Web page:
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June 9, 2008 |

By Dustin Rowles | Box Office Round-Ups | June 9, 2008 |

5. The Strangers ( $9 million; $37 million): Based on Agent Bedhead’s review, I was all about running out and seeing The Strangers this weekend myself until I learned just how loosely the movie’s tag “inspired by true events” was. According to Wikipedia, the true events concerned a memory from the director’s childhood about several empty homes in his neighborhood being burgled, as well as the Charles Manson Keddie murders. So the opening voiceover is incredibly misleading:

“The film you are about to see is inspired by true events. According to the F.B.I. there are an estimated 1.4 million violent crimes in America each year. On the night of February 11, 2005 Kristen McKay and James Hoyt went to a friend’s wedding reception and returned to the Hoyt family’s summer home. The brutal events that took place there are still not entirely known.”

While the film is allegedly inspired by a true event (the Keddie murders), that true event has nothing to do with brutal events concerning anyone named or resembling Kristen McKay or James Hoyt or any murders in February 2005. The first sentence of the voiceover has zero relation to the third and fourth sentence of the voiceover. That’s bullshit. And now I don’t care how good the movie is; I refuse to see it. I liked it better when it was supposedly a rip-off of Funny Games.

4. Sex and the City ( $21 million; $99 million): Two weeks in, most people who are going to see SaTC have already seen it, so can we talk about the ridiculousness of the major subplot? Spoilers ahead

This is what happens, OK: Big and Carrie, who have had an off-and-on relationship for 10 years, finally decide to get married, basically because he buys her an amazing apartment and builds her a closet the size of Queens. All is going well, for the most part anyway, until the night before the wedding when Miranda — who just had an argument with Steve the Adulterer — turns to Big and says, “You two are crazy to get married; marriage ruins everything.” And that, folks, is why Big — the love of Carrie’s life — stands her up at the altar the next day. Ridiculous, right? Well, it gets worse; Carrie falls into a depressed funk and for days can’t get out of bed. You wanna know what finally snaps her out of it? Charlotte literally shits her pants. But, worse still: A year later, Carrie nearly dumps Miranda as her best friend because she only then found out that Miranda — simply by stating, “Marriage ruins everything” — actually ruined her wedding, and she’s so achy to get Big back — even though he didn’t show up at their wedding for something as meaningless as Miranda’s flip statement — that all he has to do is send her a series of emails with other men’s poems in them (as well as a line he stole from Carrie) to get back in her good graces. Soon thereafter, they are married.

Preposterous. Weak. Flimsy. Fail!

End Spoilers

3. Indy IV ( $23 million; $253 million): I’d really like to know what was in Frank Darabount’s Indy IV script that was more unacceptable to George Lucas, Steven Spielberg, and Harrison Ford than the vomitous spew earped up by David Keopp.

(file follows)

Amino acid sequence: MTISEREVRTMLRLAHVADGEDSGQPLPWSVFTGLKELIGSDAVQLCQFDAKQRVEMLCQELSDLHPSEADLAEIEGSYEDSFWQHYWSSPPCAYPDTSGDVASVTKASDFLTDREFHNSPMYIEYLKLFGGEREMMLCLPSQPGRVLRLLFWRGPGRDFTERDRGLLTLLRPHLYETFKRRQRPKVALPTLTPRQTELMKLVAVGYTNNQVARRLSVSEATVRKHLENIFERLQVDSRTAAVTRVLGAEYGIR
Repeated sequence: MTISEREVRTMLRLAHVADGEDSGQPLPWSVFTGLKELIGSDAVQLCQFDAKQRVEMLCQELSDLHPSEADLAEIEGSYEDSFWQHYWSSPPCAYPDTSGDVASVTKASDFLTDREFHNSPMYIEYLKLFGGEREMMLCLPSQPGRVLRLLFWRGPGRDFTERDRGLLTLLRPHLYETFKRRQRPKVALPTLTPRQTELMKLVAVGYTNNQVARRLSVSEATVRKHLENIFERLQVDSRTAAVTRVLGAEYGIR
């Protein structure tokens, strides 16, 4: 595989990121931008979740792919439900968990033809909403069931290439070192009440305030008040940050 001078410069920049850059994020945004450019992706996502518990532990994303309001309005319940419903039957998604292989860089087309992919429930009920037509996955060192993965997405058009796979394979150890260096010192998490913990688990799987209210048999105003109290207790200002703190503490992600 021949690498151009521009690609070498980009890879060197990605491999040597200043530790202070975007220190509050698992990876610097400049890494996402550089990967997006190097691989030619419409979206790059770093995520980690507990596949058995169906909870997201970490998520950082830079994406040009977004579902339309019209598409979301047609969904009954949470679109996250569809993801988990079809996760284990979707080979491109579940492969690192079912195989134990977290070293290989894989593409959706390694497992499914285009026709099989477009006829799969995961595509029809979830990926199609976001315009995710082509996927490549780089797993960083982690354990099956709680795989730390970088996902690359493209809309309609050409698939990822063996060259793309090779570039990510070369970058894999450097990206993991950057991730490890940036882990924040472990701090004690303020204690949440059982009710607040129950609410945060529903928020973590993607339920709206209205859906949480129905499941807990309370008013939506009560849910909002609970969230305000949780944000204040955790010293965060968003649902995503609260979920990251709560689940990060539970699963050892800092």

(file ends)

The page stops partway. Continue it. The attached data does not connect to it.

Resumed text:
Oh wait now! Glory be the Internet: Apparently, in 1992, Lucas came up with the infamous alien angle, and both Ford and Spielberg refused. So, during the 16-year interim, the original concept never changed — all the subsequent screenwriters who worked on it (including M. Night Shyamalan) were instructed to set it in the 1950s, make it an homage to B-movies, and include the alien angle; I guess Ford and Spielberg just eventually caved in to Lucas’ idea. Horseshit! So, if Lucas had come up with something less preposterous in 1992, we’d already been on our 10th Indy sequel, and I’m guessing they’d all be better than The Kingdom of the Crystal Skull.

2. You Don’t Mess with the Zohan ( $40 million): After racking up $40 million in its opening weekend, Zohan looks about on track to recoup the initial $90 million budget during its theatrical run.

Wait. What? $90 million for a bunch of hummus jokes? What the fuck? Where did they spend the $90 million? Adam Sandler’s hairstylist? Rob Schneider’s make-up effects? There was only one superstar in the film (Sandler), and minimal special effects. Surely it didn’t cost millions to make the bulge in Sandler’s pants do twirls, or to render the effects for the sequence in which Sandler catches a fish in between his ass cheeks. The only thing I can figure is that either Kevin Nealon or Charlotte Rae raised the asking price to $50 million. Or maybe Sandler had to pay the Coen Brothers several million dollars to borrow what must have been the inspiration for the movie’s title: “Nobody fucks with the Jesus.”

1. Kung Fu Panda ( $60 million): To properly capture the look and feel of Kung Fu Panda, the production designer and art director did significant research of Chinese sculpture, painting, and architecture, while the film’s composer, Hans Zimmer, visited China to absorb the culture, before composing the score. Meanwhile, in order to prepare for his role as the voice of the Panda, Jack Black ate a donut.

I Would Have F*cked You in the Ass Saturday; I F*ck You in the Ass Next Wednesday Instead.

The Weekly Box Office Round-Up / Dustin Rowles

Box Office Round-Ups | June 9, 2008 |

Dustin is the founder and co-owner of Pajiba. You may email him here or follow him on Twitter.

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